• Research & Development capability
  • Generate intellectual property
  • Resource Building capacity
  • Competition- cost – Quality service

  • Collaboration : win-win thinking
  • Hybrid solution–balancing & blending
  • Tourism, health sector, food processing
  • Rural economy development & social transformation ( PURA model )
  • Need  modernization of infrastructure , Library and laboratory
  • Internet institute network & e-Library
  • Councilors and student advisors

India has lots of weakness but this is a space of thinking (new Ideas or new perceptions), understand it as a space of opportunities and transform into strength.  

Note: Please send your suggestions, experiences & questions for improvement of this SWOT MATRIX of India. 

Ajay Singh Niranjan (

Deeshaa – Transforming Rural India

January 29, 2007

Rural Infrastructure and Services Commons

RISC Schematic Presentation

The problem of the economic development of large underdeveloped economies present unique challenges that require innovative solutions. In an age of increasing specialization, there is a critical need for integration to supplement the specialization. Economies are complex, nonlinear systems and just as they cannot be adequately described by partitioning them into subsystems and analyzing them piecemeal, so also their problems cannot be addressed by partial interventions. This is because the subsystems of complex non-linear systems interact strongly with one another, and even the most carefully thought through partial solution often fails to achieve its intended goal.

The aim of RISC is to address the problems of one such complex nonlinear system — the rural Indian economy — and to outline a solution that addresses the problem of economic growth comprehensively by accomplishing a set of interlinked transitions to a more efficient equilibrium. Economic development is multi-faceted — demographic, technological, social, political, military, institutional, informational, ideological, and so on. Given binding resource constraints, the optimal solution requires the power of ideas for it to be feasible.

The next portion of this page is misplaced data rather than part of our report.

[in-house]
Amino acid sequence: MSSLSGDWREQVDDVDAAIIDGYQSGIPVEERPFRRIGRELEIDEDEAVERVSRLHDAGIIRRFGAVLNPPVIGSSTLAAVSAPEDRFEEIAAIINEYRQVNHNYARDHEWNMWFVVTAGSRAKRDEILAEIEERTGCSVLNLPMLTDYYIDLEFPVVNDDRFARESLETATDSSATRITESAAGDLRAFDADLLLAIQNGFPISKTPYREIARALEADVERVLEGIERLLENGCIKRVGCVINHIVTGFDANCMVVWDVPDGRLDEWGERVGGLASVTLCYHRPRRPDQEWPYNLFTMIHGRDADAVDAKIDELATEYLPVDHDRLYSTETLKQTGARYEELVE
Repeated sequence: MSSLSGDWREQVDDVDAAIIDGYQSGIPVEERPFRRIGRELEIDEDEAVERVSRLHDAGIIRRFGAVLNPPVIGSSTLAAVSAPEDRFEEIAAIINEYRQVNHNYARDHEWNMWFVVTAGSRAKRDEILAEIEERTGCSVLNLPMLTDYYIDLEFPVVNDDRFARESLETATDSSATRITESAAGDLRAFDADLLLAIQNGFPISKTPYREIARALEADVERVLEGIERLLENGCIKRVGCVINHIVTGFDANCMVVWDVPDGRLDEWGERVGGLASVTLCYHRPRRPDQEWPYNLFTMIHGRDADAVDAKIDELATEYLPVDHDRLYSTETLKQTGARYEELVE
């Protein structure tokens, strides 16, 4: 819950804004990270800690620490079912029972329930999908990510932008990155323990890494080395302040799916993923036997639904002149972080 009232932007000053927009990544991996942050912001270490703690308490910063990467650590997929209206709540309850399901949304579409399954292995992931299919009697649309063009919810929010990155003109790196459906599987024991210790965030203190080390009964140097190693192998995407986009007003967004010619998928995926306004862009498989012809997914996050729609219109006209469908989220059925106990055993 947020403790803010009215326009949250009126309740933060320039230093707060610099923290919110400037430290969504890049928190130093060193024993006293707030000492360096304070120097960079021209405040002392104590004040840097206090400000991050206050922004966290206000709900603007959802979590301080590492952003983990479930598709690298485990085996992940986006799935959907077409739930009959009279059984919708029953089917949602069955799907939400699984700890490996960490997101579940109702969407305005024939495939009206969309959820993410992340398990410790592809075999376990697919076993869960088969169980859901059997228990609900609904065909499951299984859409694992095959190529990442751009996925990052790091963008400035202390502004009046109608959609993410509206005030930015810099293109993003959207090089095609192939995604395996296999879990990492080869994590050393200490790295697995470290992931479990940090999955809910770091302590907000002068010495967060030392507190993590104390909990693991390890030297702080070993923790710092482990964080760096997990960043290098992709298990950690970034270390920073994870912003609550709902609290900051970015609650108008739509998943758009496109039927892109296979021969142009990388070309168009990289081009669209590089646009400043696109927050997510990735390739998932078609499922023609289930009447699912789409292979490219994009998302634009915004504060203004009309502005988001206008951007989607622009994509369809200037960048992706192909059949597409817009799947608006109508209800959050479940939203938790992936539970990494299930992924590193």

The RISC Paradigm

The economic development of India’s 600 million strong rural population presents formidable challenges and also great opportunities. An institutional innovation called RISC — Rural Infrastructural & Services Commons — is presented that has the potential for achieving the multi-faceted goals of sustainable economic development.

Fundamentally, the specific market failure that RISC addresses is that of coordination failure. RISC is designed to coordinate the activities of a host of entities—commercial, governmental, NGOs. It synchronizes investment decisions so as to reduce risk. It essentially acts as a catalyst that starts off a virtuous cycle of introducing efficient modern technology to improve productivity that increases incomes and thus the ability of users to pay for the services, and so on. It creates a mechanism that reduces transaction costs and therefore improves the functions of markets.

Revolutions in the information and communications technologies (ICT) have the potential to remove the barriers to information asymmetries that were impeding the working of markets that are critical for economic growth. The forces of globalization have created opportunities for the integration of rural populations in a larger marketplace than was ever available to them before.

Economic development is both the cause and consequence of urbanization. RISC achieves the urbanization of the rural population without requiring the massive and unsustainable rural-urban migration. It brings urbanization to the rural population by making available to them the full set of services and amenities that are normally available only in urban locations. It works within the constraints of limited resources by concentrating them in specific locations to obtain economies of scale, scope, and agglomeration. It helps lift the population out of a development trap by making available to them the benefits of technological advances and the increased access to global markets that globalization promises.

RISC follows the logical trend of moving away from vertically integrated institutions to one of horizontal segmentation and specialization. Thus, conceptually and operationally, a RISC has two levels: the lower one is the infrastructure level (henceforth, the I-level) which consists of power, broadband telecommunications, and the physical plant (building, water, air-conditioning, sanitation, security); and above that the user services level (henceforth, the S-level) which consists of all services that are relevant to rural economic activity such as market making, financial intermediation, education and library, health, social services, governmental services, and so on.